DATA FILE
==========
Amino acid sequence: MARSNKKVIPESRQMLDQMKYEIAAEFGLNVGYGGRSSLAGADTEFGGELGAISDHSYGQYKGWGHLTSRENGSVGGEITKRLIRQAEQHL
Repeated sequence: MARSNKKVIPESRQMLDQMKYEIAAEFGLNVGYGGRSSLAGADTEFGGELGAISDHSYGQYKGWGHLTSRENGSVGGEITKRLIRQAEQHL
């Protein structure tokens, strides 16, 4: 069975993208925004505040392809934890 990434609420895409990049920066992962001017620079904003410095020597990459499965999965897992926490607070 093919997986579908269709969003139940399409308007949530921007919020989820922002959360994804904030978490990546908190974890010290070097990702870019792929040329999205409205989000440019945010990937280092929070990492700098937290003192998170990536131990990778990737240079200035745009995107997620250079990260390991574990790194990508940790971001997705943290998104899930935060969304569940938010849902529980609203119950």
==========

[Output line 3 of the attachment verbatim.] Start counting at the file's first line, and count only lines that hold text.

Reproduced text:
């Protein structure tokens, strides 16, 4: 069975993208925004505040392809934890 990434609420895409990049920066992962001017620079904003410095020597990459499965999965897992926490607070 093919997986579908269709969003139940399409308007949530921007919020989820922002959360994804904030978490990546908190974890010290070097990702870019792929040329999205409205989000440019945010990937280092929070990492700098937290003192998170990536131990990778990737240079200035745009995107997620250079990260390991574990790194990508940790971001997705943290998104899930935060969304569940938010849902529980609203119950």